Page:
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Il Mare alla Chiesa
by Albert Pearson on Jan 11, 2007
If the light falls just right and one is properly sated and besotted by halibut, polenta and the requisite number of Campari-and-gin's, the southern end of Church street may be magically transmuted into a northern Italian coastal village. The speedy clip of a 30-something stroller pusher gradually slows to the laggardly saunter of an oyster cart vendor, and shuffling iPods all mysteriously skip to tracks by Nino Rota. It does indeed require a super-human suspension of disbelief to let the rattling of Muni trains fade into the gentle murmur of waves lapping against the sun-warmed skin of Sofia Loren. However, after dining at Pescheria, one can easily imagine San Francisco restaurant mogul Joseph Manzare (Globe, Zuppa, Tres Agaves) doing some thorough and impassioned research in many an Italian seaside trattoria while conceptualizing his latest eatery.
Pescheria, an old Italian noun meaning expensive fish served in relatively unpretentious environments, lives up to expectations. Accordingly, one should come in search of charmingly simple, rather than elaborately haute, cuisine.
We were seated in starkly modern brushed steel chairs beside one of Pescheria's walls of cool blue Mediterranean glass tiles and ordered glasses of a very dry and effervescent prosecco. Although the tilled walls create a charming aesthetic effect, the acoustics cause so much reverberation that the noise level is more reminiscent of an Italian fish market than a coastal bistro.
While our waiter was relatively attentive, he had clearly cultivated the casual air of his Mediterranean colleagues, and the appetizers he brought elicited an equally cool disinterest from us. The octopus, artichokes and potatoes with Italian parsley ($8), proved to be a bland, oily, grey mélange, and the anonymous oysters on the half shell ($2 ea.) lacked the complexity of flavor of their more distinguished cousins from Tomales Bay.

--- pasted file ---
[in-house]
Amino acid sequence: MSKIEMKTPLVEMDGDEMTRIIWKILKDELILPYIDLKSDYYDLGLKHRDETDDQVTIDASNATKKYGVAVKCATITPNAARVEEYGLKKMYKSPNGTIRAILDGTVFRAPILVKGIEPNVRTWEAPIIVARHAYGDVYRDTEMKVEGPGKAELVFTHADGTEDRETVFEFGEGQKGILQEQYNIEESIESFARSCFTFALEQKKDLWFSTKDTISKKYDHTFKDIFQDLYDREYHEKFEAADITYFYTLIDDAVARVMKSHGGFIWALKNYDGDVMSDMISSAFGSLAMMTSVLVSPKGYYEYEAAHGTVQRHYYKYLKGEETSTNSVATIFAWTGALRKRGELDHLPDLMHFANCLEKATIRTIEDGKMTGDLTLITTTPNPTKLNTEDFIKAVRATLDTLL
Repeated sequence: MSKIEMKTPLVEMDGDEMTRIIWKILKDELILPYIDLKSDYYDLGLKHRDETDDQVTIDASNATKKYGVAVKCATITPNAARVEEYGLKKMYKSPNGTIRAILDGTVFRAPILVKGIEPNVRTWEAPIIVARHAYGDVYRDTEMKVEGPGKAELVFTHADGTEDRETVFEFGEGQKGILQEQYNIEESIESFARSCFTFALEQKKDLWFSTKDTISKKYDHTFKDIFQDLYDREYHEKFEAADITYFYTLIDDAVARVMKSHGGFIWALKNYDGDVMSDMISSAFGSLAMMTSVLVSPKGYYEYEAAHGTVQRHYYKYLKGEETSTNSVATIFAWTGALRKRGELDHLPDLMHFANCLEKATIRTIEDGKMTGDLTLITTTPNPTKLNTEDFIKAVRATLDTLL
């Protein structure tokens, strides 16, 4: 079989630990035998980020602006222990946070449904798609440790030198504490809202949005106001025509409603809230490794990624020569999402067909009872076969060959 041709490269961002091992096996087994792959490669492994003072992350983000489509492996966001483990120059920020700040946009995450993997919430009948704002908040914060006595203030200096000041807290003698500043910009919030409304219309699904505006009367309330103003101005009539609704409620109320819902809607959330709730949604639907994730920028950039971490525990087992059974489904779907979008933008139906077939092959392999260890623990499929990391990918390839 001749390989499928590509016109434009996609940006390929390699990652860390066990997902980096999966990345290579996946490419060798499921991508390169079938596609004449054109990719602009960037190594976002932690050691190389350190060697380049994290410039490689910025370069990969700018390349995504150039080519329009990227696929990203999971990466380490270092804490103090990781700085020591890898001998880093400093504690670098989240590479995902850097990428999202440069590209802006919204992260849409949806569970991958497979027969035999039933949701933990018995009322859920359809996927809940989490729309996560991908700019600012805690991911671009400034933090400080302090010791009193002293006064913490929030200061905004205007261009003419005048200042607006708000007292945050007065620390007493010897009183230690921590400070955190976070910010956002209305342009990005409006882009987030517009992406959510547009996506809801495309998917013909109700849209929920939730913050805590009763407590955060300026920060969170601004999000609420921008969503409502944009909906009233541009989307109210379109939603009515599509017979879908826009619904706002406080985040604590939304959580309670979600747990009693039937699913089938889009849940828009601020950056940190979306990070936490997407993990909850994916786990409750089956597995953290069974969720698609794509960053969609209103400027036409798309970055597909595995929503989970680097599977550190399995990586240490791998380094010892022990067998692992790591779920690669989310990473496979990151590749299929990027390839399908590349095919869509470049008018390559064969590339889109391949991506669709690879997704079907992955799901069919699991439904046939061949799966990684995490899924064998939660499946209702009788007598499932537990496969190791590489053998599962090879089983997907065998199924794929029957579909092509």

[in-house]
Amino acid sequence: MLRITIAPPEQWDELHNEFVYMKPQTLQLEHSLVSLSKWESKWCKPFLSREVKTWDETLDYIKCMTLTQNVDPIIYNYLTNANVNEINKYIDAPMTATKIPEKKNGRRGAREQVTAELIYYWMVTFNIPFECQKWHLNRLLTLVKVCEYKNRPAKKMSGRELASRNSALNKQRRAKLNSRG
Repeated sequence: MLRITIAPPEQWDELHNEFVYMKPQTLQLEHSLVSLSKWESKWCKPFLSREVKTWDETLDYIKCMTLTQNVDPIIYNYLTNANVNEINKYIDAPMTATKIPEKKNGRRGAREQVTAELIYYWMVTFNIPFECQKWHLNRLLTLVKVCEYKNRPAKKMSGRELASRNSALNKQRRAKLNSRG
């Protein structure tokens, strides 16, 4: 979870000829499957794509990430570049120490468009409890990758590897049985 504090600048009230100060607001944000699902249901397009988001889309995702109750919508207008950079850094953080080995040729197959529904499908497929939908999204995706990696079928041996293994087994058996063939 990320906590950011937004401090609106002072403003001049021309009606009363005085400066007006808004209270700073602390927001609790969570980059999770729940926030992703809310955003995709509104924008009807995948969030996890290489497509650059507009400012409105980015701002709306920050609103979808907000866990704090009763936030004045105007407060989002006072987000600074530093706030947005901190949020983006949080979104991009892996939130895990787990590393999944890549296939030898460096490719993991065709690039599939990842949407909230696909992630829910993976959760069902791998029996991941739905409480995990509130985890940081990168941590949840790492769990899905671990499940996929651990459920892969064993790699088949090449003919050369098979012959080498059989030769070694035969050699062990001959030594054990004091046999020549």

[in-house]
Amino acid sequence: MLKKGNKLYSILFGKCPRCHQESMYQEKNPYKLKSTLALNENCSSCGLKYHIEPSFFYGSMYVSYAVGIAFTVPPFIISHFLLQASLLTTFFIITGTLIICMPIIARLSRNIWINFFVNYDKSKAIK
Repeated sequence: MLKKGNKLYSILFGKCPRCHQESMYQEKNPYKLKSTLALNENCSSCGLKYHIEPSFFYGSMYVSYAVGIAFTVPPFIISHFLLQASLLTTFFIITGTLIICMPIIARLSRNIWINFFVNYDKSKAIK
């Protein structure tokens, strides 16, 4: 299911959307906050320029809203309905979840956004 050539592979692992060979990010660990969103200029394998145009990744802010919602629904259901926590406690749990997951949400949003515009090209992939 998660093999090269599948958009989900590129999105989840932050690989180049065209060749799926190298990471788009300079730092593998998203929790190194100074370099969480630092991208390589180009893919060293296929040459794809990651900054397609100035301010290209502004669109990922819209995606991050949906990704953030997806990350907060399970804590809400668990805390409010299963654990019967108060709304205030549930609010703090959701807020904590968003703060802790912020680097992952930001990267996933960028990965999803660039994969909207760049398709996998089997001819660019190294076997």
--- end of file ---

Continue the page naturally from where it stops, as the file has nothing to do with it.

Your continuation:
Just as things were beginning to look grim, the waiter whisked away the peaked tentacles and returned with the perfectly conciliating creamy polenta with Dungeness crab ($8). This dinner plate, flooded with rich, salty polenta and garnished with fresh crab and spicy greens, exudes a Mediterranean warmth powerful enough to steel even the most bone-chilled diner against the Noe Valley fog. We also chose the heirloom tomato and burrata salad ($8), and while the tomatoes lacked the perfection of ripeness one might expect for the price, the excellence of the rich, mozzarella-like burrata cheese more than compensated.
Unsure of what to drink with our entrées of halibut and scallops, we asked our ultra-casual waiter for a wine recommendation. Rather than pushing us toward a specific wine, he gave a learned disposition on the origins and respective merits of several whites, and promptly fetched us tasters of his two favorites. This typified the wait staff; beneath a patina of Mediterranean nonchalance, Pescheria is staffed by an extremely knowledgeable and attentive team.
After choosing a complex Basque white, we received a very moist halibut on a bed of leeks, baked in a parchment shell ($19), and a plate of perfectly seared scallops tasting of fennel, accompanied by a very good olive tapenade ($19). In the entrées, Pescheria's kitchen remained true to its Northern Italian prototypes: both dishes subtly accentuated the simple tastes of the fish, and were neither overly saucy nor overly spiced. Our menu finished with a small, delicate pear tart ($8), tasting of lemon, thyme and honey; a distinctly Provençal close to this very Italian meal.
Reservations Recommended? Yes.
by Albert Pearson on Jan 11, 2007
images courtesy of Pescheria